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Small nodule question


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     I did an introduction yesterday but I haven’t seen anything on it so I am not sure i did it right. 

I was wandering if anyone ever heard of cancer cells spreading to the mediastinum (center of the chest) already with a small nodule? 

Mine is 8x11 or 8x8mm; depending on which doctor I talk too. It had an suv of 3.6 and there were two areas in the mediastinum that showed uptake. It says no noticeable enlarged lymph nodes but to follow up. 

Everything I have read says the nodule can be tiny but if the cancer cells have spread already to the mediastinum then it is automatically stage 3. 

They cannot biopsy it because it is too small for where it is located. Close to my heart and deep in the lung. Mine is not spiculated either. I have a fourth catscan (this time with contrast) scheduled on Nov 1st. Which will be 18 weeks since this thing was incidentally found. Based on whatever they see on it I will be referred to a surgeon. 

So I just wander if anyone has heard of this situation and knows if it can already be spreading being so small?! 

Thank you,


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You introduced.yourself correctly. You posed a difficult question. Can a small nodule metastasize or throw off cancer cells?  Yes. I believe recalling you reported a PET uptake of 3.5 in mediastinum tissue.   True, PET SUV more than 2 can indicate metastatic cancer. It can also be an inflammatory response. 

Small nodules are tricky. Google Cleveland Clinic Pulmonary Nodules and read the paper. There are many reasons nodules form and most are not cancer. 

Generally, nodules grow larger and the border becomes irregular (speculated) and that may be an indication of cancer. Unfortunately, because your nodule is so small and in a tricky location, biopsy becomes difficult. And again unfortunately, a biopsy is the only way to diagnose lung cancer. 

I completely understand how this nodule that defies explanation can unsettle you. I’ve had many nodules appear then disappear in consecutive scans. It is maddening dealing with the uncertainty. I wish I had a solution. Perhaps your difficult question was the reason our response was delayed. Answering nodule questions is one of the most difficult things to do.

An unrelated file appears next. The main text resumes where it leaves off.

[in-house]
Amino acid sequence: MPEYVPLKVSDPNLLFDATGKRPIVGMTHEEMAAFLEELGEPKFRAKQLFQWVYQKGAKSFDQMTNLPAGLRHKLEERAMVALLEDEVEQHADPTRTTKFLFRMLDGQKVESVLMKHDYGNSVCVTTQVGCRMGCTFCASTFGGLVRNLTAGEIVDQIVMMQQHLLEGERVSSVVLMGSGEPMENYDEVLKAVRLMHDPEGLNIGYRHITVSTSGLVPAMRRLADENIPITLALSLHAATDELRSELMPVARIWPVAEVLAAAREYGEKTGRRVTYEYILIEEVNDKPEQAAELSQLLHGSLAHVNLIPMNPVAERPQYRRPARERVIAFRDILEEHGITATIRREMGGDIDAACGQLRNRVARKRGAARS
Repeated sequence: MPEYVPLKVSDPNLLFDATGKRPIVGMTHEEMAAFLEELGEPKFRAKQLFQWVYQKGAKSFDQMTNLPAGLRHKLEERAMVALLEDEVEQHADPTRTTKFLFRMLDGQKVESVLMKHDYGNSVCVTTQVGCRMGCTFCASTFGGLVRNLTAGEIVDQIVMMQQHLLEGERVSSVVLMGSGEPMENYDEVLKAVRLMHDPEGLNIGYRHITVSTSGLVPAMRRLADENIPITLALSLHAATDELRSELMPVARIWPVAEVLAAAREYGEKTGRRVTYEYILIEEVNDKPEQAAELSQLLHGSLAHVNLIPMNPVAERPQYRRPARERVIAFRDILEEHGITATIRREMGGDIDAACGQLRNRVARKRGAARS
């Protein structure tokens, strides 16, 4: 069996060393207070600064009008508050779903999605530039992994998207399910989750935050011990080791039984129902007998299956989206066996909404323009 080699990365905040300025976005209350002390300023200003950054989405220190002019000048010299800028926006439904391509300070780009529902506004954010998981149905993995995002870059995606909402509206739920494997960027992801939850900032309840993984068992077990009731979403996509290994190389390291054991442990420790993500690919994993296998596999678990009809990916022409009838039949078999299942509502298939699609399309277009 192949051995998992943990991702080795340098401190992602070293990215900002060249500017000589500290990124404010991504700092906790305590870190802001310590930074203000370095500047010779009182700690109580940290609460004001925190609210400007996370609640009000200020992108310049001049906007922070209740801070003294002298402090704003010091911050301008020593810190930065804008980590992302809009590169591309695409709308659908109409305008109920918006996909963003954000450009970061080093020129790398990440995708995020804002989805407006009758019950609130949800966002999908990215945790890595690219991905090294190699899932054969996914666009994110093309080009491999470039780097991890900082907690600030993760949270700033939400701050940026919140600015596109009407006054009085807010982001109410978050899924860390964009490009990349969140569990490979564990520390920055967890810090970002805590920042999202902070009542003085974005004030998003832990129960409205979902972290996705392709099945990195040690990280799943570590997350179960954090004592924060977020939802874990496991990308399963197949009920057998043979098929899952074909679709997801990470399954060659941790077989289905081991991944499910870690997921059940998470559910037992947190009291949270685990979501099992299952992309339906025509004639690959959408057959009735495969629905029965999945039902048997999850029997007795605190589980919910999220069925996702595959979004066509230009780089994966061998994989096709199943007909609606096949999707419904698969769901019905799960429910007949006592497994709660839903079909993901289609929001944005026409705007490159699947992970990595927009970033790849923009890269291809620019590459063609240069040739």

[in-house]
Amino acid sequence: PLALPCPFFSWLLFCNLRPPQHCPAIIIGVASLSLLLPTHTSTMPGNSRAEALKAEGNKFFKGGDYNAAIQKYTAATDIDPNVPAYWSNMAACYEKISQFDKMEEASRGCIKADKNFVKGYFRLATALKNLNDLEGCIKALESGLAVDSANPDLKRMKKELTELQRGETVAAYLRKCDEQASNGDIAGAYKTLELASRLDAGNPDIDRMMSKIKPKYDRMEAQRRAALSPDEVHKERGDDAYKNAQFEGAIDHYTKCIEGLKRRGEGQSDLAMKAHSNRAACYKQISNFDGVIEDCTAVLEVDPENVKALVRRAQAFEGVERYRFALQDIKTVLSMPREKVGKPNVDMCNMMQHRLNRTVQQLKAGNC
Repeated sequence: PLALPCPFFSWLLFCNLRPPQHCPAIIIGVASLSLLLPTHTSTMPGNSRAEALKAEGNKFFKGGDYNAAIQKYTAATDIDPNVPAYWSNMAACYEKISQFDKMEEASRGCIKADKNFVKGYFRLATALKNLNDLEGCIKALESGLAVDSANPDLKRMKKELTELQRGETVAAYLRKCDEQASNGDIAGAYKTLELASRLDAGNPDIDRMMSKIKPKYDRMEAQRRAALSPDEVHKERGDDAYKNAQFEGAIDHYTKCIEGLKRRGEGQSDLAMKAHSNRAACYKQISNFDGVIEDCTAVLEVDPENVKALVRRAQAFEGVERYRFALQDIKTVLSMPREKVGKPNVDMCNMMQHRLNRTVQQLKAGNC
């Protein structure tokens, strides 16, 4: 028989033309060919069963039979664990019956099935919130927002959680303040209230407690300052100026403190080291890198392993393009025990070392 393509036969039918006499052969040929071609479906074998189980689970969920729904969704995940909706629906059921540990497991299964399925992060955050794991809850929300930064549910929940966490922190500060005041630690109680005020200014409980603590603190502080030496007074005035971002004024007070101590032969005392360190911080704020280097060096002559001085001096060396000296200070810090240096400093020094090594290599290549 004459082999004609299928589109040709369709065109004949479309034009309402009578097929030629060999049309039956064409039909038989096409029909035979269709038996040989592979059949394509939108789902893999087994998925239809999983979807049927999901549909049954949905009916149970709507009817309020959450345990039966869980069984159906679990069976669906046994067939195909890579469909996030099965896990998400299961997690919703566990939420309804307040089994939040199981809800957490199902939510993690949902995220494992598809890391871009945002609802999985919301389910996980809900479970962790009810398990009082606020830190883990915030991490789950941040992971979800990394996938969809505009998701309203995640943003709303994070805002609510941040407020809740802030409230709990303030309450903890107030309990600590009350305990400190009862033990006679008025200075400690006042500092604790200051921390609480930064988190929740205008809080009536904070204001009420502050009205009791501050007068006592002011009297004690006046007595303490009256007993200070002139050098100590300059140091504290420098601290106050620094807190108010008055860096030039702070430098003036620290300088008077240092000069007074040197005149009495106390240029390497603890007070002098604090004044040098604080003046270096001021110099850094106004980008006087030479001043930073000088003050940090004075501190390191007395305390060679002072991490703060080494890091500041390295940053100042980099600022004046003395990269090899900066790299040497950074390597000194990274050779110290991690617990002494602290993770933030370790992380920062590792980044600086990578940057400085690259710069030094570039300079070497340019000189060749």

Stay the course. 


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Hi Tom,

     Thank you for writing me back!! Here is what the pet says:

#1: said that the original 8x8 nodule in my lower left lung showed 3.6 which “raises concern for underlying neoplasm-close interval followup recommended if tissue diagnoses is not obtained at this time”

But #2: says “small amount of activity in the subcarinal region of the mediastinum without definite enlarged lymph node near this location. Activity is non specific and could represent underlying lymph node activity but could also simply be related to vascular activity or activity in the adjacent esophagus. Follow up is recommended”

Then #3 it said there was a “subtle nodule adjacent to the left side of the aorta with FDG activity of 3.1 which could represent additional small lymph node or additional vascular activity. Follow up recommended.”

i had to look all that up because I had nobody for two weeks to explain it to me. 

The biopsy doct briefly reviewed it and said he doesn’t suspect lymph node but isn’t sure what it is. Then two weeks later the pulmonologist called me and said he suspects it is lymph node activity. 

I am so lost and scared and don’t understand how screening programs can do “watch and wait” if these things can have cells breaking off and spreading before they are even a cm big. So I was hoping somebody knows this is not a common thing  🤞🏻